Being who I am, it is tempting to begin with something flippant. And likely before I get done with this article I’ll have a joke or two, hopefully the jokes don’t negate the intense respect I do feel for the man. And I like to think he would have laughed at some of the things I have to say.
Today marks two milestone. One is the obvious one from the headline of this article. The second is the hundredth birthday of the late great Betty White, who’s greatest claim to fame was that she was the Golden Girl who was not on the Star Wars Holiday Special, and was the only one to sit in Deadpool’s lap.
But I digress.
Since the second or third I’ve been reading Walden, mostly slipping into my own reveries, but attempting to stay focused on its influence over the good Doctor. As anyone who knows me or reads this blog can tell, my mind is not the most focused laser beam ever.
Ok, ok….back to the serious stuff and the book. I think there are three major points to be learned from a comparison of Martin Luther King Jr. and the works of Thoreau.
- 1) There is power in the Christian principal of humility that is echoed in Thoreau’s ideals of simplicity.
- 2) There is a futility in merely voting and hoping that that alone will improve our world.
- 3) Civil disobedience is more affective for positive change then hopeless apathy or enraged violence.
Christianity has taught the supremacy of the virtue of humility since Christ preached the Beatitudes. And while Martin Luther King Jr. sought justice and to reform a broken society, he was first and foremost a Christian. Humility and love were at the heart of his teaching. And in Walden Thoreau paints in detail the picture of a life spent in simplicity, humbly submitting to live in nature and not strive for a bigger house, a fancier set of clothes, to live within one’s means and not enslave oneself to debts for the sake of some trifles we cannot carry into our next life. “Most of the luxuries, and many of the so called comforts of life, are not only indispensable, but positive hinderances to the elevation of mankind. With respect to luxuries and comforts, the wisest have ever lived a more simple and meagre life than the poor.”
Martin Luther King’s words were perhaps even more salient:
The darkness of racial injustice will be dispelled only by the light of forgiving love. For more that three centuries American Negroes have been frustrated by day and bewilderment by night by unbearable injustice, and burdened with the ugly weight of discrimination. Forced to live with these shameful conditions, we are tempted to become bitter and retaliate with a corresponding hate. But if this happens, the new order we seek will be little more than a duplicate of the old order. We must in strength and humility meet hate with love.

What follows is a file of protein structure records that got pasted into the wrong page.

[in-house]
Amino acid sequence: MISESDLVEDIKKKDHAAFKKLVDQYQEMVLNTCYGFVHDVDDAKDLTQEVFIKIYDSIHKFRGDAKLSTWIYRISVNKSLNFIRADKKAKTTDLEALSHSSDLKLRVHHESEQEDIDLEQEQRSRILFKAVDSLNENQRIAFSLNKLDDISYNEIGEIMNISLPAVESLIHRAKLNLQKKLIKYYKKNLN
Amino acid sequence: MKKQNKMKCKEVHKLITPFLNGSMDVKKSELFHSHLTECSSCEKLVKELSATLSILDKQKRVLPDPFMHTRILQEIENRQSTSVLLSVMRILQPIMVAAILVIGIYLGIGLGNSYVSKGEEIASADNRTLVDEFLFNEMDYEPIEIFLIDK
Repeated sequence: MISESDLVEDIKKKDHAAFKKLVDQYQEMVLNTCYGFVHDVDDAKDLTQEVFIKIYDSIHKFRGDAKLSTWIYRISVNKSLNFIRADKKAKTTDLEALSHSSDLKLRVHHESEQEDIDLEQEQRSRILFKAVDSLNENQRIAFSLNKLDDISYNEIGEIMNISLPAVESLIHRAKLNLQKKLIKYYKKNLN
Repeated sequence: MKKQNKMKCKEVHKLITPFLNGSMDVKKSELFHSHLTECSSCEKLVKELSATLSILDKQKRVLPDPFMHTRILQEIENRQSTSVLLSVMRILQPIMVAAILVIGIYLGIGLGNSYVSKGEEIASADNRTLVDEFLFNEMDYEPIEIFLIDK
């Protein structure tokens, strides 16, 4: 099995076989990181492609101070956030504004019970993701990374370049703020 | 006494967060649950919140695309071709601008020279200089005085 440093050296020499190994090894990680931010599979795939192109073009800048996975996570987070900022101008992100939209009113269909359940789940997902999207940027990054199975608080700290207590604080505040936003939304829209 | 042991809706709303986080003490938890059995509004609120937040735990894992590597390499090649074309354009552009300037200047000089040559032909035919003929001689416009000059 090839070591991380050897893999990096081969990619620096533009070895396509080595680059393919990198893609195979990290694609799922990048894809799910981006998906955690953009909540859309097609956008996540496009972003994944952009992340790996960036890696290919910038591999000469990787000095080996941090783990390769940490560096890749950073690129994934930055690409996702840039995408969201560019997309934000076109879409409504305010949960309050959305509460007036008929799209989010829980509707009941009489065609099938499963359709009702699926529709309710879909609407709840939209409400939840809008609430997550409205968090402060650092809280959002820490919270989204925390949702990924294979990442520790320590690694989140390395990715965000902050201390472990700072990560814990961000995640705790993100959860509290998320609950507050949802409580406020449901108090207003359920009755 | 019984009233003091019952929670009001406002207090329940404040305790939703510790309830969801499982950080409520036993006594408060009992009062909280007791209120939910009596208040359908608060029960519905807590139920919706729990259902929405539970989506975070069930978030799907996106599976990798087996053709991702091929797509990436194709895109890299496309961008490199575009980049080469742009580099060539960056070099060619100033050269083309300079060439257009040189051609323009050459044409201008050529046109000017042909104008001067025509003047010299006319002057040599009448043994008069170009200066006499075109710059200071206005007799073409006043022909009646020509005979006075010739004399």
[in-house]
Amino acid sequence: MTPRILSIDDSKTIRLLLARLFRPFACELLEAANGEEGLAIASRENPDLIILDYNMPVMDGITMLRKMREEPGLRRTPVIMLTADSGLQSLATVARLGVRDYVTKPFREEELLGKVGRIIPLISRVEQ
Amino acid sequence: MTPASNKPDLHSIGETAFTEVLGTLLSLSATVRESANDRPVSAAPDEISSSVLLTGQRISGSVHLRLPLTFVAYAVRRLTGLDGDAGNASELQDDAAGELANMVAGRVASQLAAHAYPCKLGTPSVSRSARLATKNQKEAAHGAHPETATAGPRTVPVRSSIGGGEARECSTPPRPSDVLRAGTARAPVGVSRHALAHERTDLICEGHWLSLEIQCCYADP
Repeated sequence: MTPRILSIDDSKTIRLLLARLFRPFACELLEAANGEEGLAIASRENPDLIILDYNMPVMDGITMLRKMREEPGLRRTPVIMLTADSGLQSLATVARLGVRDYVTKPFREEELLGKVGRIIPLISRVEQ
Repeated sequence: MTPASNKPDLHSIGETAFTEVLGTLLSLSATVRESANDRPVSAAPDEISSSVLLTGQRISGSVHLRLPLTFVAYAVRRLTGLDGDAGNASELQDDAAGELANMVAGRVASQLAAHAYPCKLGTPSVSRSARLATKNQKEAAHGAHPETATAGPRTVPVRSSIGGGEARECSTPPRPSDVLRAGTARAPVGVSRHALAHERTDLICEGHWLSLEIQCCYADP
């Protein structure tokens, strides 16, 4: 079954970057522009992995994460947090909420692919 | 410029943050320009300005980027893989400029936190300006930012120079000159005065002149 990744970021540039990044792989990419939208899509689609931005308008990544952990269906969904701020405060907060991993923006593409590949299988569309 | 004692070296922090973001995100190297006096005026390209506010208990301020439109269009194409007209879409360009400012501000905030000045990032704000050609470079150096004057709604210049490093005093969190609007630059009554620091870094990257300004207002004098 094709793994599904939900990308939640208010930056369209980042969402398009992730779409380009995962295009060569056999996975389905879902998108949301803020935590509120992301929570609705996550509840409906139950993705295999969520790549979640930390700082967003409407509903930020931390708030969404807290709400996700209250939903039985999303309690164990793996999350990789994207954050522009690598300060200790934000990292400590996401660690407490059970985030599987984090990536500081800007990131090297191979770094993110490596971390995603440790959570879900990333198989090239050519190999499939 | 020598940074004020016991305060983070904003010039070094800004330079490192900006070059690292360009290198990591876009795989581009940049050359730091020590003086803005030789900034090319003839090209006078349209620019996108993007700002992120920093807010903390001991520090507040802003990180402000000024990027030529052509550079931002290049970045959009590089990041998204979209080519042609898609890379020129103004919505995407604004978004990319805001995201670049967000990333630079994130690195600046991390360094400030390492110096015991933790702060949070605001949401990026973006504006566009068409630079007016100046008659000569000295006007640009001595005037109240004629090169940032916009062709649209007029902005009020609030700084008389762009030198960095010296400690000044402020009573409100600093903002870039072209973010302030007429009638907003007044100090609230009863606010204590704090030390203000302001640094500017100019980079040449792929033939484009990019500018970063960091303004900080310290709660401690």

Second, Thoreau was not keen on voting, or at least on voting merely. Now, I know I have to be a bit careful here, as most of my audience will come from a democracy, and if people are not willing to vote in a democracy, more and more power will concentrate in fewer and fewer hands. It is a maxim amongst most of my friends that “if you don’t vote, you don’t have the right to complain.”
Thoreau realized that there is a certain vanity to merely voting:
Even voting for the right is doing nothing for it. It is only expressing to men feebly your desire that it should prevail. A wise man will not leave the right to the mercy of chance, nor wish it to prevail through the power of the majority. There is but little virtue in the action of masses of men.
Frankly, Martin Luther King had to struggle with tools other than mere votes, partly because one of the very injustices he was fighting was for the right of African American’s to vote, period. Nevertheless, he understood the principle too, that merely to vote is inconsequential: “And so we shall have to do more than register and more than vote; we shall have to create leaders who embody virtues we can respect, who have moral and ethical principles we can applaud with enthusiasm.” Martin Luther King Junior.
Last of all, Martin Luther King Junior was strongly influenced by Henry David Thoreau’s protest method of Civil Disobedience. Thoreau literally wrote the book on the subject, and it was taken up by Mahatma Gandhi and Martin Luther King Junior to reverse some of the most intrenched abuses of western society.
Two more things and then I bid you adieu. First, another photo of Martin Luther King Junior proving he was truly enlightened.
Last of all, I can’t resist….if Martin Luther King Jr were to step into a transporter with my old collage roommate and they both got mixed up as one superhero….this would be the result:
And finally, what will likely be the best part of the post:
Happy Martin Luther King Jr. Day everyone.